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Why the Balinese Don’t Need Baby Name Books

Bali’s Customs

Bali has special customs when it comes to naming babies and their caste system.

One of the best parts of having a baby is getting to choose the name, right?  While it may be for us Americans, the Balinese have a special naming system in which only four names are used!

They don’t even get to pick from the four choices, because the Balinese and people of the nearby island of Lombok are given names by birth order.

Bali’s baby-naming system

surf instructor
Surf instructor, Gede.

It’s quite easy to identify first-borns as they are almost all named Wayan.

However, there are a few variations of this name.  If you’re a first-born you could also be named Putu, Gede or Ni Luh (female only), though Wayan is most commonly heard.

Second-borns are named either Made, Kadek or Nengah.

Third-borns are Nyoman or Komang; the fourth-born child is Ketut and only Ketut.

So maybe there aren’t just four names, but Wayan, Made, Nyoman, and Ketut are almost always the choice of names for the first four children.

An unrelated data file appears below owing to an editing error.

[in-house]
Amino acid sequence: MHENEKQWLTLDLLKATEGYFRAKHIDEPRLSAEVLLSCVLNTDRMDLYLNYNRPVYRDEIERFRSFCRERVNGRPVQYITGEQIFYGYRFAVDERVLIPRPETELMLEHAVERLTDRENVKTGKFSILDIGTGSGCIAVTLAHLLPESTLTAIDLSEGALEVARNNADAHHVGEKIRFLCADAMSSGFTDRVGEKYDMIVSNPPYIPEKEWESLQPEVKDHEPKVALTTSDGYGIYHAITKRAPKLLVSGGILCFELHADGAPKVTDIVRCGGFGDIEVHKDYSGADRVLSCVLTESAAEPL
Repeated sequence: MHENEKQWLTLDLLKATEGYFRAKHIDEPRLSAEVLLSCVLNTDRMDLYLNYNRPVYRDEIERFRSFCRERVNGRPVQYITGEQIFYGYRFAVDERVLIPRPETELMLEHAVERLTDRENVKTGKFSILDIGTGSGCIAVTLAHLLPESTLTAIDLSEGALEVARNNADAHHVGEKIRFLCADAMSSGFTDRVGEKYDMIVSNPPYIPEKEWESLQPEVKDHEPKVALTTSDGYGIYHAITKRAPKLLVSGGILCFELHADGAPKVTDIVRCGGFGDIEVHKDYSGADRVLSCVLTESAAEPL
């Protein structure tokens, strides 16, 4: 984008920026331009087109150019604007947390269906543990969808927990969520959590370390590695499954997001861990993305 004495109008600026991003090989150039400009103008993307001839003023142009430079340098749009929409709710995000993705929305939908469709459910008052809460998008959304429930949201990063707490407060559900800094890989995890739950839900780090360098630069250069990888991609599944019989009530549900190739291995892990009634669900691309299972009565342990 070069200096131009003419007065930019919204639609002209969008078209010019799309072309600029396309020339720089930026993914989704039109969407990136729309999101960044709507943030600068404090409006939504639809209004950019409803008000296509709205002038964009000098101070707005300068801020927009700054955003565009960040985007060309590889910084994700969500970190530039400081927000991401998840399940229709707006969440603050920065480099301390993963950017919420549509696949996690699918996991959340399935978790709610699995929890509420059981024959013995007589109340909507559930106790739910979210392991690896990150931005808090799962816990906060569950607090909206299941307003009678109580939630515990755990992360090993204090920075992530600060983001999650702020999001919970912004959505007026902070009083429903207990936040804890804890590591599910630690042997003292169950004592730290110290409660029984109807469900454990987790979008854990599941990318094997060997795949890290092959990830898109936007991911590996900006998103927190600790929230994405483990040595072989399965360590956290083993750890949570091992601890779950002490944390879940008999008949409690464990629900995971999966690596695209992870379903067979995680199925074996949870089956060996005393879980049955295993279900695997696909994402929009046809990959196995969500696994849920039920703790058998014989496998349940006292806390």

So what happens if you have a fifth child?  Well, the naming system just starts over.  The fifth child could also be Wayan and the sixth would most likely be Made.

Imagine if the Duggars from the show Nineteen Kids and Counting were Balinese–that would make five Wayans, five Mades, five Nyomans and four Ketuts all under one roof.  How confusing would that be?!

Bali’s caste system

Similar to the Balinese’s Hindu roots, the country has a caste system made up of four separate castes.  To identify members of each caste, a special name is sometimes given to certain individuals.

  • Sudra is the lowest caste, comprised of 90% of the Balinese.
  • Wesya is the next caste made up of mostly merchants and aristocracy.  People in this caste may be given the title Gusti Bagus (male) or Gusti Ayu (female).
  • The third caste, made up of nobles, kings and warriors, is the Ksatria caste.
  • The final and highest caste is the Brahmana caste made up mostly of teachers, priests, writers and philosophers.

Hear that teachers?  You’re ranked higher than kings!

As confusing as this may seem to foreigners, the naming and caste system is completely clear to the people of Bali and helps the Balinese keep track of inheritance questions, as most everything tends to go to the first-born.

So the next time you’re in Bali, don’t think that the locals are completely unoriginal when naming their children.  Instead, think of it as an easy way to keep track of all of your kids!

To learn about Bali’s interesting customs regarding death and burial, read:

Burial, Cremation, and Reincarnation in Bali

Bali customs

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